Bees are a critical part of ecosystems across the world, helping to pollinate something like 80 percent of flowering plants in the United States.
But bees don’t like the cold. So how do they handle Alaska weather?
“Our unique Alaskan challenges are the bears and the weather,” said Raylynn Lawless, an amateur beekeeper living in Juneau. “Overwintering is also a challenge in Southeast because of our cold wet climate, the bees need to collect enough pollen to create enough honey to sustain themselves through the winter.”
Lawless has been beekeeping for about two years; this spring will be her third season tending her hive. She credited trial and error and a lot of support and information from online beekeeping communities for her success so far.
“We have a sturdy reliable electric fence around our beehive to keep bees, people and bears safe,” Lawless said. “Beekeeping for me has been a lot of trial and error. I make an error as their beekeeper and they correct it; it is absolutely fascinating to watch how hard they work every day and then such a joy to see all of their hard work within the hive.”
Lawless has Old World Carniolan bees, a breed from central Europe adapted for colder, wetter climates like Southeast Alaska’s, Lawless said. The bees can source their pollen from a variety of sources, which helps to pollinate plants as the bees make their rounds.
“There are so many different types of plants that bees can take pollen from. We see all sorts of different colors in our hive,” Lawless said. “I have personally noticed that the honeybees in our hive love the fireweed when it’s blooming, and we have a lot of it.”
The gathering season for bees varies with the temperature, with longer seasons coming with warmer weather. Bees need to gather a certain amount of food for their hive to survive the winter, which can be impeded if the weather is foul. Bees don’t fly well or willingly in the rain, Lawless said.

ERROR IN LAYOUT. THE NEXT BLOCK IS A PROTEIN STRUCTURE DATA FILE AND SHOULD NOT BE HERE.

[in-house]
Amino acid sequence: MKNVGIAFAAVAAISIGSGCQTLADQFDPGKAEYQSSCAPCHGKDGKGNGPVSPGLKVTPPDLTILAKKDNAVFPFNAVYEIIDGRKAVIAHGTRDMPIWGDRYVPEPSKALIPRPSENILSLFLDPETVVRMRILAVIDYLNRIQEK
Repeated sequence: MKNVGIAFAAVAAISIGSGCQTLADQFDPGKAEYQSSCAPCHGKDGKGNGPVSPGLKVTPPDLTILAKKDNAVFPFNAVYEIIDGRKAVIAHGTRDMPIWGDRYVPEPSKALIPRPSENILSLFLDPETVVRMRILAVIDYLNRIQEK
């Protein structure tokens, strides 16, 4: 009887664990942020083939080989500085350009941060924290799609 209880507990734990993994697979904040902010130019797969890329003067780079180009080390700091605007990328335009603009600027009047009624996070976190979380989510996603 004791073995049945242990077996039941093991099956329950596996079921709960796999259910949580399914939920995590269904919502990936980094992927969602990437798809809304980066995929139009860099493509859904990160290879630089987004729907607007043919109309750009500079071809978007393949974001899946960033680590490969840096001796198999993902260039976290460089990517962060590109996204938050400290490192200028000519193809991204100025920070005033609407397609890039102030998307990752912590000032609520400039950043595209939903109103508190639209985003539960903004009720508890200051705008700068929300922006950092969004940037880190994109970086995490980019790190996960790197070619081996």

“Our season varies year by year but is usually around the beginning of April until about the end of September/October,” Lawless said. “This November was so warm that we had bees flying around our hive just a few weeks ago.”
Though bee populations are in a catastrophic crash dive across the world, threatening agriculture everywhere, there are some things people can do locally to help protect bee populations in Alaska, Lawless said.
“Stop using any kind of pesticides — these types of chemicals can potentially kill a whole hive. Don’t kill bees just because you are scared they can sting you,” Lawless said. “Most of the time when you see a bee, it is out foraging and not interested in stinging. Always remain calm around any type of bee to minimize the risk of sting, even wasps — wasps are mean little buggers — but the calmer a person is the better.”
Lawless also encouraged growing flowering plants to support the bees as they’re foraging and if one is interested, trying their own hand at beekeeping.
With nearly three years of experience, Lawless said she still has a lot to learn, but looks forward to the journey.
“Even after answering all these questions, I still have not even begun to scratch the surface of the amazing world of bees and beekeeping,” Lawless said. “I do want to reiterate that I am a very new beekeeper with 2.5 years of experience under my belt, so I still have a lot left to learn from these amazing insects. What a grand adventure we hope it to be.”
• Contact reporter Michael S. Lockett at 757-621-1197 or email@example.com.